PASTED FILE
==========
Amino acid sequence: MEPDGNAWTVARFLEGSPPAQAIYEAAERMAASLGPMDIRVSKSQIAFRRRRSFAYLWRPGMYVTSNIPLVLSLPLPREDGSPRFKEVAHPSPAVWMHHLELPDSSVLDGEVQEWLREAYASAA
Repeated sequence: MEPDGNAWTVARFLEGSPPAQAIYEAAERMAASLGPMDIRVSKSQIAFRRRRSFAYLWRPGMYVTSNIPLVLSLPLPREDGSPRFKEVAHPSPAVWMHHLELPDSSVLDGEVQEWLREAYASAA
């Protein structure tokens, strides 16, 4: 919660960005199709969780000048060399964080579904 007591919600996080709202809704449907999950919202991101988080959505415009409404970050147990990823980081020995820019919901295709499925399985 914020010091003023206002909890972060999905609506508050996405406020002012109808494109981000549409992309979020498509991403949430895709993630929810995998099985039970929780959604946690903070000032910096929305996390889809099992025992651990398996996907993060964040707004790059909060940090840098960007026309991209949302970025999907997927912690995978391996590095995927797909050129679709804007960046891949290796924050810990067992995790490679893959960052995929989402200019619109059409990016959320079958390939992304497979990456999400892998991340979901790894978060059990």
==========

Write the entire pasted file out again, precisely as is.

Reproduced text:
Amino acid sequence: MEPDGNAWTVARFLEGSPPAQAIYEAAERMAASLGPMDIRVSKSQIAFRRRRSFAYLWRPGMYVTSNIPLVLSLPLPREDGSPRFKEVAHPSPAVWMHHLELPDSSVLDGEVQEWLREAYASAA
Repeated sequence: MEPDGNAWTVARFLEGSPPAQAIYEAAERMAASLGPMDIRVSKSQIAFRRRRSFAYLWRPGMYVTSNIPLVLSLPLPREDGSPRFKEVAHPSPAVWMHHLELPDSSVLDGEVQEWLREAYASAA
């Protein structure tokens, strides 16, 4: 919660960005199709969780000048060399964080579904 007591919600996080709202809704449907999950919202991101988080959505415009409404970050147990990823980081020995820019919901295709499925399985 914020010091003023206002909890972060999905609506508050996405406020002012109808494109981000549409992309979020498509991403949430895709993630929810995998099985039970929780959604946690903070000032910096929305996390889809099992025992651990398996996907993060964040707004790059909060940090840098960007026309991209949302970025999907997927912690995978391996590095995927797909050129679709804007960046891949290796924050810990067992995790490679893959960052995929989402200019619109059409990016959320079958390939992304497979990456999400892998991340979901790894978060059990």